California Gov. Gavin Newsom had big plans to fix long-standing problems in California’s health system in 2020. Instead, a budget deficit driven by the COVID-19 crisis could lead to reductions in programs for vulnerable groups.
His proposed May budget revision included some new health care funding. Skilled nursing facilities could see a 10% reimbursement rate increase and public health would get $6 million to expand staffing and lab capacity. But mostly, the governor found places to save by asking to shrink or delay programs he’d proposed in January.
Here are some of the ways this health care budget proposal differs from the earlier one. The Legislature has until June 15 to approve a budget.
California Advancing and Innovating Medi-Cal launched in 2019 with several goals, including improving Medi-Cal managed care, modernizing payments to community clinics, and integrating behavioral and physical health care.
Under the revision, the program’s implementation would be delayed, and some of the funding for it would be pulled back.
Erica Murray with the California Association of Public Hospitals and Health Systems says this project was supposed to carry forward some initiatives currently being supported by a federal 1115 waiver.
“We had been working with the state on a set of proposals that would help build a bridge between the expiration of the waiver and what would come next, especially for high-risk, low-income populations,” Murray said.
She pointed to Whole Person Care pilots, which help to provide coordinated care for homeless, chronically ill individuals.
Newsom’s earlier proposal to expand eligibility to undocumented seniors has been withdrawn, despite pleas from advocates that this population needs coverage during COVID-19.
Undocumented people up to age 26 who meet the income guidelines were added to the program for 2020, and children were already covered. In his January proposal, Newsom proposed covering income-eligible undocumented seniors over age 65.
The revision withdraws that expansion, resulting in roughly $113 million in savings.
“We’re putting dollars on people’s lives here,” said Orville Thomas, director of government relations for the California Immigrant Policy Center. “These are the people that are taking care of grandchildren while their children are at work. These are vital members of the community.”
He says universal health care advocates will now take their concerns to the legislature.
A proposed expansion to make people who are blind, disabled, or over age 65 and meet certain income guidelines eligible for Medi-Cal would not be implemented under the revision.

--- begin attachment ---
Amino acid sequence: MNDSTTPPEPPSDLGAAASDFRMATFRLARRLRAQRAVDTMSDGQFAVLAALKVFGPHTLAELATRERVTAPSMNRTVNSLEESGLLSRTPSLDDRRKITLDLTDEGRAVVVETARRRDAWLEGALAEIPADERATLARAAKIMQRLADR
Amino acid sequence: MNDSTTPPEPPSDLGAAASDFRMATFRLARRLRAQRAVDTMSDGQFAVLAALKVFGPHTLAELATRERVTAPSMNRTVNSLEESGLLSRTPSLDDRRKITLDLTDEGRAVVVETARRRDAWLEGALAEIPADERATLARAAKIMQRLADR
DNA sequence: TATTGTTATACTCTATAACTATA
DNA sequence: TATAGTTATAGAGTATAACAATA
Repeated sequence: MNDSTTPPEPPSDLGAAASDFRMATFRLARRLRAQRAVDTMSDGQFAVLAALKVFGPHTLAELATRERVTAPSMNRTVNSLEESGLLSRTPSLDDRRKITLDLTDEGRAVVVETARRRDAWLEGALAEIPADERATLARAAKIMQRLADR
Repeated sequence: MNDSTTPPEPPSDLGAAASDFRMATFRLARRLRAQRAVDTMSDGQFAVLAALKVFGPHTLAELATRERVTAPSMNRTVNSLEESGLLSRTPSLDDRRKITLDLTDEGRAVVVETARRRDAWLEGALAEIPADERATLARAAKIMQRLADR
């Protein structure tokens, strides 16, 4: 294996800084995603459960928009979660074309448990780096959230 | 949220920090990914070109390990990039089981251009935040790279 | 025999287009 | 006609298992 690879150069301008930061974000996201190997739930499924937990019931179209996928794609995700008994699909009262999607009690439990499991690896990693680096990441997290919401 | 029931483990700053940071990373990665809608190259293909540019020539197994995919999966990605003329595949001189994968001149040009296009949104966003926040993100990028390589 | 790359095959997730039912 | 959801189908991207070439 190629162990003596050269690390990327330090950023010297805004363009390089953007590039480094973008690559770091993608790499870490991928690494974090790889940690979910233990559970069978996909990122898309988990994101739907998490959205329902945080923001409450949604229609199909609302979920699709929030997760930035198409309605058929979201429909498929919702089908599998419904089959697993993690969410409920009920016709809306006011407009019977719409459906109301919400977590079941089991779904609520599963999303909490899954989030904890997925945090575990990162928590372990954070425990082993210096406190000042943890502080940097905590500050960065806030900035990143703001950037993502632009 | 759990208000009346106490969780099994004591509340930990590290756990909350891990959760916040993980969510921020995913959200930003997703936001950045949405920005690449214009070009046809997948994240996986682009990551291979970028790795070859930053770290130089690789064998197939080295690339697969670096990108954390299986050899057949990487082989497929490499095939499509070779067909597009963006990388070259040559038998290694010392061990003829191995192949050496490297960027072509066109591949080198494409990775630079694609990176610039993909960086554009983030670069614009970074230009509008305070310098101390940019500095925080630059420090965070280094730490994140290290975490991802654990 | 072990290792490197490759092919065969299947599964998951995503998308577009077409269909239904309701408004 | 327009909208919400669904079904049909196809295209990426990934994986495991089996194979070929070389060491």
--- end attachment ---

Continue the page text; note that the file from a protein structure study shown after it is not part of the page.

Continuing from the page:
For adults who are already enrolled in Medi-Cal, services such as adult dental procedures, audiology, physical therapy and incontinence creams would be removed from the benefits list. Referral to treatments for opioids and other drugs is also on the list of benefits that could be cut. These changes generate roughly $55 million in savings.
The revision also proposes taking away $1.2 billion in revenue from Proposition 56, the 2016 voter-approved cigarette tax, which usually supports payments for family services, developmental screenings for children and loan repayments for doctors and dentists in the Medi-Cal program.
“In recent years, the allocations of Proposition 56 funds to sexual and reproductive health care has been the primary reason Planned Parenthood’s health centers have been able to remain open after years of compounding budgetary challenges," said Jodi Hicks, CEO of Planned Parenthood Affiliates of California, in a statement. “Continued Proposition 56 funding is critical for Planned Parenthood’s doors to remain open.”
Maternal and Infant Health
A 2019 Budget Act expansion that provides additional Medi-Cal benefits to postpartum mothers diagnosed with a maternal mental health condition would not be implemented under the proposed May budget revision. The move saves the state just over $34 million.
Maternal mental health conditions often go untreated, and the issue has been gaining traction in California for the past several years.
The governor also suggests withdrawing a $4.5 million allocation to the state’s Black Infant Health program, which gives African American moms access to case management and support groups. Nationally, African American infants are two to three times more likely to die than white infants, namely from low birth weights and sudden infant death syndrome.
Under the May budget revision, people who receive in-home supportive services from the state would see a 7% reduction in hours. This change would save the state $205 million.
United Domestic Workers of America, a union representing in-home caregivers in California, said fewer hours would be challenging for those who rely on the program for housework, transportation and other assistance.
“It’s clear that the governor is forced to make distressing decisions, and that we must employ creative solutions, but we must not do so at the expense of seniors, people with disabilities, and those who care for them,” said union director Doug Moore. “Now is not the time to drain resources from a critical program that is already struggling to meet the growing need for care in a state with a rapidly aging population.”
By 2030, more than one-fifth of California residents will be seniors, according to state projections.
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